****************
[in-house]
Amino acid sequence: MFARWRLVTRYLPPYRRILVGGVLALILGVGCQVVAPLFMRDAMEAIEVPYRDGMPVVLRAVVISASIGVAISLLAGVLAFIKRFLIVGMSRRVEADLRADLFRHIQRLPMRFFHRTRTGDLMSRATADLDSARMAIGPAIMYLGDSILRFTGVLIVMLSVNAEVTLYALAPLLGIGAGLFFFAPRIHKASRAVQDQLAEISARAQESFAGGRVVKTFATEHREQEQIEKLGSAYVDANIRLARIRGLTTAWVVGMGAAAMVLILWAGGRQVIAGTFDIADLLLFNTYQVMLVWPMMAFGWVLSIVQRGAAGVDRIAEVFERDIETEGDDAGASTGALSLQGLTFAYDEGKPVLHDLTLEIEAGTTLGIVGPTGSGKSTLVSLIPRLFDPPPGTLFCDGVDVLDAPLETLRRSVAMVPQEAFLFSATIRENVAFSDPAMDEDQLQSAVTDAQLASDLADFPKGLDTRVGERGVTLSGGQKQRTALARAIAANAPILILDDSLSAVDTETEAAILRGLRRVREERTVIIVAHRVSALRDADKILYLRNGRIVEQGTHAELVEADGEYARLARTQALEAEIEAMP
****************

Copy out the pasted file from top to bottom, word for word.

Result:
[in-house]
Amino acid sequence: MFARWRLVTRYLPPYRRILVGGVLALILGVGCQVVAPLFMRDAMEAIEVPYRDGMPVVLRAVVISASIGVAISLLAGVLAFIKRFLIVGMSRRVEADLRADLFRHIQRLPMRFFHRTRTGDLMSRATADLDSARMAIGPAIMYLGDSILRFTGVLIVMLSVNAEVTLYALAPLLGIGAGLFFFAPRIHKASRAVQDQLAEISARAQESFAGGRVVKTFATEHREQEQIEKLGSAYVDANIRLARIRGLTTAWVVGMGAAAMVLILWAGGRQVIAGTFDIADLLLFNTYQVMLVWPMMAFGWVLSIVQRGAAGVDRIAEVFERDIETEGDDAGASTGALSLQGLTFAYDEGKPVLHDLTLEIEAGTTLGIVGPTGSGKSTLVSLIPRLFDPPPGTLFCDGVDVLDAPLETLRRSVAMVPQEAFLFSATIRENVAFSDPAMDEDQLQSAVTDAQLASDLADFPKGLDTRVGERGVTLSGGQKQRTALARAIAANAPILILDDSLSAVDTETEAAILRGLRRVREERTVIIVAHRVSALRDADKILYLRNGRIVEQGTHAELVEADGEYARLARTQALEAEIEAMP